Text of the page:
In their attempt to find new trade routes to Southeast Asia, Spanish and Portuguese sailors in the 15th century worked tirelessly to figure out what it would take to sail down around the southern tip of Africa and on east to what is now India and China. They found the voyage down the western coast of Africa long and difficult, but fortunately, one of the explorers discovered a way to expedite the trip. He found that by swinging farther west and closer to the coast of South America as he made his way south, he could take advantage of a robust eastbound current that helped carry him over toward Africa and around its tip. This ordinary current, once utilized by the mariners, became a powerful force in helping them reach their destination.
Perhaps in a similar way, our schools have access to a resource that could help us reach our objectives as Christian day school teachers and administrators if we would take advantage of it. The members of the communities that surround our schools represent a vast wealth of knowledge, skills, interests, and wisdom. There is the older gentleman who has farmed all of his life and has a penchant for telling stories besides. There is the young lady who has just graduated from nursing school. There is the enterprising young father who is designing and building websites for non-profit organizations. All of these individuals, along with many other members of the community, have information, skills, and gifts that could enrich our student’s lives. As school personnel who often feel a shortage of resources, we need to figure out effective ways to tap into this resource.
One way to begin doing this effectively is to make a database of the people and skills that would be useful to our schools. Start by carefully perusing a list of the people that live in your community. They may be school patrons, supporting church members, family members of students, or general community members. Consider the occupation, life experience, and interests of each person, and when a particular skill or knowledge set comes to mind in relation to an individual, write their name down on a spreadsheet along with the set of resources that they would have to offer. Label another column “Application” and travel back down the list, thinking about the opportunities that you would have throughout your school year to utilize those resources. Notes must be placed in textbooks and lesson planners ahead of time and be carried on from year to year in order to ensure long-term effectiveness.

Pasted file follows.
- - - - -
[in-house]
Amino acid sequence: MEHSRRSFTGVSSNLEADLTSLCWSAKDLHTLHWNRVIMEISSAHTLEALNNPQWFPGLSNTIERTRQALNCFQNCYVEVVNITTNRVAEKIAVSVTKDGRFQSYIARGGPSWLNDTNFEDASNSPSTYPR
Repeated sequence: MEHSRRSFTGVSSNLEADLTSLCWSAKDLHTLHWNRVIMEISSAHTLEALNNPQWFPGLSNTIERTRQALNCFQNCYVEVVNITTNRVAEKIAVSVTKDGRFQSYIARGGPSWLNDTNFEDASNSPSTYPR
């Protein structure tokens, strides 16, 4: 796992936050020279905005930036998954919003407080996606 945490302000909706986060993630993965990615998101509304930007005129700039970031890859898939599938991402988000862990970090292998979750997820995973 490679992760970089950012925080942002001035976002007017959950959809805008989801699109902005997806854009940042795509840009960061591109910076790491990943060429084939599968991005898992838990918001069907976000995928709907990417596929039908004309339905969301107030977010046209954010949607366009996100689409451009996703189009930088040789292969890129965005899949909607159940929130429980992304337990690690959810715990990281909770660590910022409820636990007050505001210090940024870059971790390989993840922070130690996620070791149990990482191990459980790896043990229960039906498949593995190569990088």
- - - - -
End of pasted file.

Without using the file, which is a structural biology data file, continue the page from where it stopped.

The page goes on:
Many of the areas of expertise and interests could be incorporated in our regular curriculum. The mechanic could be asked to help teach the sixth grade’s lesson on the internal combustion engine or perhaps host a visit to his shop for a demonstration. The medical professional could dissect a cow’s eye for the biology class as they study the human eye. The mom who enjoys writing could be asked to come and share some writing tips with the high school English class. Some resources could provide opportunities for field trips for various classes. Still others could be great resources for times of celebration or recreation. Christmas cookies could be decorated at the house of the grandmas who loves baking; a Mother’s Day project be facilitated by the lady who enjoys crafts. Some of the human resources involve gifts of spiritual insight and care—these could be resources for chapels, devotionals, and times of special focus and growth.
The benefits of utilizing these local human resources are numerous. Utilizing the gifts and skills of members in our community can strengthen the quality and effectiveness of our academics. In addition, it has the potential to occasionally lighten the load of our teaching staff. This kind of interaction also teaches our students the value of learning from a wide variety of people and developing relationships with people outside of their normal social strata. It connects people to the school who otherwise would be largely disconnected, and it helps to cultivate support and interest in the school among these individuals.
CONTRIBUTOR: Kendall Myers